Pet Therapy and Elder Care: A Winning Combination
For many people, pets are more than just animals. They’re life companions who provide unconditional love and comfort. They can also offer significant health benefits. Frequent contact with pets has been shown to improve cognitive abilities, enhance mood, and boost feelings of interest and enthusiasm.
What is pet therapy?
There are various types of pet therapy. Some common examples include:
- Animal-assisted therapy. Residents of nursing homes are paired with a trained animal to accompany them throughout their therapy. Animal-assisted therapy is recommended for individuals who require an intensive rehab regimen.
- Visitation therapy. The pets visit the elderly in nursing homes and hospitals. This allows the residents to enjoy the presence of the animals without the added responsibility of looking after them.
- Ownership therapy. A form of pet therapy where one or more residents takes full responsibility for the pets. This type of therapy requires a thorough evaluation of the resident’s physiological and psychological capabilities.
What are the benefits of pet therapy?
Pet therapy provides a host of benefits, including:
- Improved self-esteem
While living at a nursing home, elderly people can be vulnerable to low self-esteem. This is particularly true for seniors who miss independent living and the consistent presence of family.
Introducing a bubbly pet into their lives can be a tremendous help in improving their self-esteem because pets can provide a sense of renewed purpose and inspiration. Interacting with the animals also reduces feelings of loneliness.
- Lower levels of stress and depression
Residents who’ve spent a long time in a nursing home can be susceptible to feeling down and depressed due to a lack of social interaction. Pets can serve as a healthy distraction for seniors by giving them meaningful interaction. They can also help lessen stress levels by diverting attention from worries and concerns.
- Increased physical activity
Pets are active—they need to be walked, fed, and played with. All of these activities can help boost the physical activity of the elderly residents and stimulate both their minds and bodies. If the residents are undergoing any exercise programs, pets can often be incorporated into the routines to make the workouts more fun and exciting. Even a brisk walk is more fun with a pet along for the outing.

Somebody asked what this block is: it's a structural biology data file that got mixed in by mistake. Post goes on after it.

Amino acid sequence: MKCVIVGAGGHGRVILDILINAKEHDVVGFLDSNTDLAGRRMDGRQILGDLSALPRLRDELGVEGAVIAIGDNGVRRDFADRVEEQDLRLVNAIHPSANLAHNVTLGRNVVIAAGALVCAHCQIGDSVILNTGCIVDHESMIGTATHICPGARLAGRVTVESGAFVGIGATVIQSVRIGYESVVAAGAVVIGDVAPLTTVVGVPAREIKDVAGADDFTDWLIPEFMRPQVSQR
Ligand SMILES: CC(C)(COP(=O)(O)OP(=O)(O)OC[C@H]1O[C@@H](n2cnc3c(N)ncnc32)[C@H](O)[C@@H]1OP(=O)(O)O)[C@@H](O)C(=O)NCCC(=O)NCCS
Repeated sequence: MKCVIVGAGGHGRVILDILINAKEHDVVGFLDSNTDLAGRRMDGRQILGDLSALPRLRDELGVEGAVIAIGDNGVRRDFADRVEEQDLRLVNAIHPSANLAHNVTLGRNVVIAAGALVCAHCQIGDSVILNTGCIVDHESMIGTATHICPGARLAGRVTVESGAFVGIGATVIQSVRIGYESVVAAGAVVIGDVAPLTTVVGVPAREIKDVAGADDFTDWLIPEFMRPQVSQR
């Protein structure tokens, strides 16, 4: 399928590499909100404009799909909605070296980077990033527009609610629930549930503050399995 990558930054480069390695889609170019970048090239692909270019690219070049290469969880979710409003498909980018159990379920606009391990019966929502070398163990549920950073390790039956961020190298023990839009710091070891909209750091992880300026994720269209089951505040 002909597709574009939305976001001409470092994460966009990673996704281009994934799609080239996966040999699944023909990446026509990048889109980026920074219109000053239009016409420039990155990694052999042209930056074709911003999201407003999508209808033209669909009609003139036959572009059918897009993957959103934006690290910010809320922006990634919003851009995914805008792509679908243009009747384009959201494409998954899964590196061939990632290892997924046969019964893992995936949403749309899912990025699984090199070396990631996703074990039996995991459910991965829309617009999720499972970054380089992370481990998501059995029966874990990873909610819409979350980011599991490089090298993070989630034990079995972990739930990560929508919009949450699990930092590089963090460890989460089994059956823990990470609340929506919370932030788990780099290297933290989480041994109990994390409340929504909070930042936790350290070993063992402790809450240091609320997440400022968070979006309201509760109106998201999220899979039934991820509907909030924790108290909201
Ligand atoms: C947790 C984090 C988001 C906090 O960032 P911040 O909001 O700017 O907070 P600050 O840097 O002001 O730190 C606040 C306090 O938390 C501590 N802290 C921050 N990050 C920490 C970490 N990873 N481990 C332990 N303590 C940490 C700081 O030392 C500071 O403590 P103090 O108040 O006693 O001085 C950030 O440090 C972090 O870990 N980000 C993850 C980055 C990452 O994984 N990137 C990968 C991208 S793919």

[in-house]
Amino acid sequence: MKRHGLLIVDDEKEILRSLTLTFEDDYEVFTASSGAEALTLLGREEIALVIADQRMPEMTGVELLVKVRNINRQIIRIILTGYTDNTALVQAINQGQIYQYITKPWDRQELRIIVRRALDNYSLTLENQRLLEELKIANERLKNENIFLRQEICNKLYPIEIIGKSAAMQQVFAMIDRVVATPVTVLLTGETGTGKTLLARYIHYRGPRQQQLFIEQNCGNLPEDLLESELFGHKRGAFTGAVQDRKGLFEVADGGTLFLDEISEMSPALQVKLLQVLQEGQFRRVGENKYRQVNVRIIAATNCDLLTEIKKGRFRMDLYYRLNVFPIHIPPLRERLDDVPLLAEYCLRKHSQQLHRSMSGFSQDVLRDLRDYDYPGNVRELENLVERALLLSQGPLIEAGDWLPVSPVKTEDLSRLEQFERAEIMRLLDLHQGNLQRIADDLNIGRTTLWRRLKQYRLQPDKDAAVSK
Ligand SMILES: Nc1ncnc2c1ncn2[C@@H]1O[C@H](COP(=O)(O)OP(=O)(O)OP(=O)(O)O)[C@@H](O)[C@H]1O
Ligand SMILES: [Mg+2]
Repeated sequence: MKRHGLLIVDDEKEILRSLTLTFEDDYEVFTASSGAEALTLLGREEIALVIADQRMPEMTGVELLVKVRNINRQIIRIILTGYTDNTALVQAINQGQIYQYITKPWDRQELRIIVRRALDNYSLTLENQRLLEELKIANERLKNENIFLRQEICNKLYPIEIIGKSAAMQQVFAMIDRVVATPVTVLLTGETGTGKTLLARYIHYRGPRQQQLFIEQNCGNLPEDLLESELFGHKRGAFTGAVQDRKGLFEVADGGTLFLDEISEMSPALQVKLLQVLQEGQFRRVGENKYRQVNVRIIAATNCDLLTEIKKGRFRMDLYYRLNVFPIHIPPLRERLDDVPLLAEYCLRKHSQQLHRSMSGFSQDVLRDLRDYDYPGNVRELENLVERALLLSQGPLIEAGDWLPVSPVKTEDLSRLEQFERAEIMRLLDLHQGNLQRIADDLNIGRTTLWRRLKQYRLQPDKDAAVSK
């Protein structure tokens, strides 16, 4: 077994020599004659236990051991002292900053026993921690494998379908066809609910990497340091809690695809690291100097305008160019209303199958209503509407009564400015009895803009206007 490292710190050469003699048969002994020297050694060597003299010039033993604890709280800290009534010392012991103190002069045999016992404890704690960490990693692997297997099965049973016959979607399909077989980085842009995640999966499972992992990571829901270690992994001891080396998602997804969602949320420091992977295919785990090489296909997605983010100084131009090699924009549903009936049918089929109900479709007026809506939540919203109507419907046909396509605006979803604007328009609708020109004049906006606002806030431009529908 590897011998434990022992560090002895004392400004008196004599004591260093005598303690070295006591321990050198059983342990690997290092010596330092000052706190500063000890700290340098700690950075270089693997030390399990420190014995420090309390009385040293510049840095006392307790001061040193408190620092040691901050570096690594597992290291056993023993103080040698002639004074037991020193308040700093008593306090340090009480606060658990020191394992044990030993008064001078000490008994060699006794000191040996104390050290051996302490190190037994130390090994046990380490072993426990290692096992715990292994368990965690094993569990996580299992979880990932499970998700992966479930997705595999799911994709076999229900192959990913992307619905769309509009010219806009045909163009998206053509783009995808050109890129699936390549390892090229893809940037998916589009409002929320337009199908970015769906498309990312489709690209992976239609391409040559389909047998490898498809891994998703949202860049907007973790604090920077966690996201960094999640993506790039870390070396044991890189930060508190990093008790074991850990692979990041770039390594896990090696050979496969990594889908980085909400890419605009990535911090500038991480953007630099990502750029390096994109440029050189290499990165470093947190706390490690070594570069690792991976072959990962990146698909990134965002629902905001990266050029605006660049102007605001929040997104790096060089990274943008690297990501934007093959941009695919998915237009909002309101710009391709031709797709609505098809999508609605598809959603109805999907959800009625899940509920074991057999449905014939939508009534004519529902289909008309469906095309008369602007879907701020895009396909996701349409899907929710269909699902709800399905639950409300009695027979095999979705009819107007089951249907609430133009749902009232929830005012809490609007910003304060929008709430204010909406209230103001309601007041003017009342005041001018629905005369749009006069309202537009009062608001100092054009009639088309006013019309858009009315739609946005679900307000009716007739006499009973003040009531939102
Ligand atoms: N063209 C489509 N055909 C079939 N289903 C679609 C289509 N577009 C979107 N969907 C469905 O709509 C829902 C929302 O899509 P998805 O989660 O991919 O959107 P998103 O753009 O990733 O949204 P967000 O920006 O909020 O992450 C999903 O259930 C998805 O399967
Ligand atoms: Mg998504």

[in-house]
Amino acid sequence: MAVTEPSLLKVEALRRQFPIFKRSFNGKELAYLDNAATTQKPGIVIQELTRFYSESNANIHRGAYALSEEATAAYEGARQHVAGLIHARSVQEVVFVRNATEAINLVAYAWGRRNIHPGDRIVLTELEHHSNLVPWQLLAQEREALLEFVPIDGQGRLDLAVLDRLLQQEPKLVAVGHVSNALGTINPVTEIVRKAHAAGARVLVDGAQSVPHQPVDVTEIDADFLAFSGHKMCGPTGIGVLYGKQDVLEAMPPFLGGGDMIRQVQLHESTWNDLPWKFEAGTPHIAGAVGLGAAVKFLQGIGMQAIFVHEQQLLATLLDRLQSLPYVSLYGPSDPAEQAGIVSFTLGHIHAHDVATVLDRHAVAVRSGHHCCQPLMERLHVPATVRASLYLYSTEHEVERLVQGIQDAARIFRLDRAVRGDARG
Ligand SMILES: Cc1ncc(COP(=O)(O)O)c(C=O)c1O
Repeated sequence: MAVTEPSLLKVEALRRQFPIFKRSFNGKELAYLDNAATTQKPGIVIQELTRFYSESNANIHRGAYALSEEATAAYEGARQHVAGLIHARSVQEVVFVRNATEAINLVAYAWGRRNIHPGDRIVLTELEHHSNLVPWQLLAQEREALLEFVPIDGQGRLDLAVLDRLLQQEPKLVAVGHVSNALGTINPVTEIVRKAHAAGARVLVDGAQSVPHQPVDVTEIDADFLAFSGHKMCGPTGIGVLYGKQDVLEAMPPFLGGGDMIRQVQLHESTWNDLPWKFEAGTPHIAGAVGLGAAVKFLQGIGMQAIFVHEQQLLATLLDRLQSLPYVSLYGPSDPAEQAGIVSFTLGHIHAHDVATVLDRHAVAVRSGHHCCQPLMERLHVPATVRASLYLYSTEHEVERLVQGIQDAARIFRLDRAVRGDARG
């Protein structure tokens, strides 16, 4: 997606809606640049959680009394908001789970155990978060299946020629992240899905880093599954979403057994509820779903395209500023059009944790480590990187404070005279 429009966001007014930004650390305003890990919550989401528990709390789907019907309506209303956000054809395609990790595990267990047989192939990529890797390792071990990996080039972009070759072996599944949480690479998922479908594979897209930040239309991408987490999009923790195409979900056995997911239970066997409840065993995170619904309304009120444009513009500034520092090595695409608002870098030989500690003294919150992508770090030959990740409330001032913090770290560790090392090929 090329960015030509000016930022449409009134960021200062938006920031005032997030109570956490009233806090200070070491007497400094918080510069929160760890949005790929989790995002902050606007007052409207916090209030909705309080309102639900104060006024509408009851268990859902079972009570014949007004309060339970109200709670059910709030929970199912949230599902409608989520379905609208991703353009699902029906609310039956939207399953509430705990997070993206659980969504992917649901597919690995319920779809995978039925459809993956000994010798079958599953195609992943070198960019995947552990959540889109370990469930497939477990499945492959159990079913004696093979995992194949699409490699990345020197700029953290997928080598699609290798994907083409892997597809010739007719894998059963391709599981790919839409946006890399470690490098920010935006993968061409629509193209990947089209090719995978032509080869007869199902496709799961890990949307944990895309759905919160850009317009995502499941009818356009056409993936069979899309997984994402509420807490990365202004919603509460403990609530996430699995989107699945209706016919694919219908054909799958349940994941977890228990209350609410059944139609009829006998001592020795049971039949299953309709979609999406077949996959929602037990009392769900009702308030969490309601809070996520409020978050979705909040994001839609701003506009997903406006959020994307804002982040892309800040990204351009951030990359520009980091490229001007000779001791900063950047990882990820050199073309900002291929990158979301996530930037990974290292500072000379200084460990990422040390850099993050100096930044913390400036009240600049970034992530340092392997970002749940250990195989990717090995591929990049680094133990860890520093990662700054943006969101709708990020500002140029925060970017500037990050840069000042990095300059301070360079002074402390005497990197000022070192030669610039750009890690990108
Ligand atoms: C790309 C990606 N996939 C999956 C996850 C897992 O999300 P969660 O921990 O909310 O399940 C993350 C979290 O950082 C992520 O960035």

How to introduce a pet into nursing homes
While many seniors are delighted by the presence of pets, not everyone welcomes the idea. Thus, it’s crucial to discuss pet therapy with residents and their families first, before a pet is introduced into the facility. The nurses and caregivers should be willing to shoulder the responsibility of looking after the pets and ensuring the animals and the residents coexist positively.
Before introducing a pet into a nursing home, here are a few things worth considering:
- Introduce the right pets. Animals have different energy levels and so do the elderly. A young dog is more suited to a resident with high activity levels, while an indoor cat may be suited to someone who prefers less physical activities.
- Consult the relatives of the residents. Ask them if they are OK with the idea of visiting with a pet and having their loved ones undergo pet therapy.
- Ask about allergies. The last thing you want is to trigger an allergy while the elders are interacting with the animals.
- Hire a pet therapist from a professional company to provide animal-assisted therapy to the residents.
Many nursing homes, including Homestyle Aged Care, have started to adopt pet therapy because of its myriad benefits. Having pets around can help improve the residents’ quality of life and provide them with a great deal of fulfillment and joy.
Daniel Lummis is a marketing consultant with Homestyle Aged Care, which operates a number of aged care facilities throughout Melbourne, Australia.
Topics: Activities , Alzheimer's/Dementia , Facility management , Featured Articles , Rehabilitation , Resident Care , Senior Environments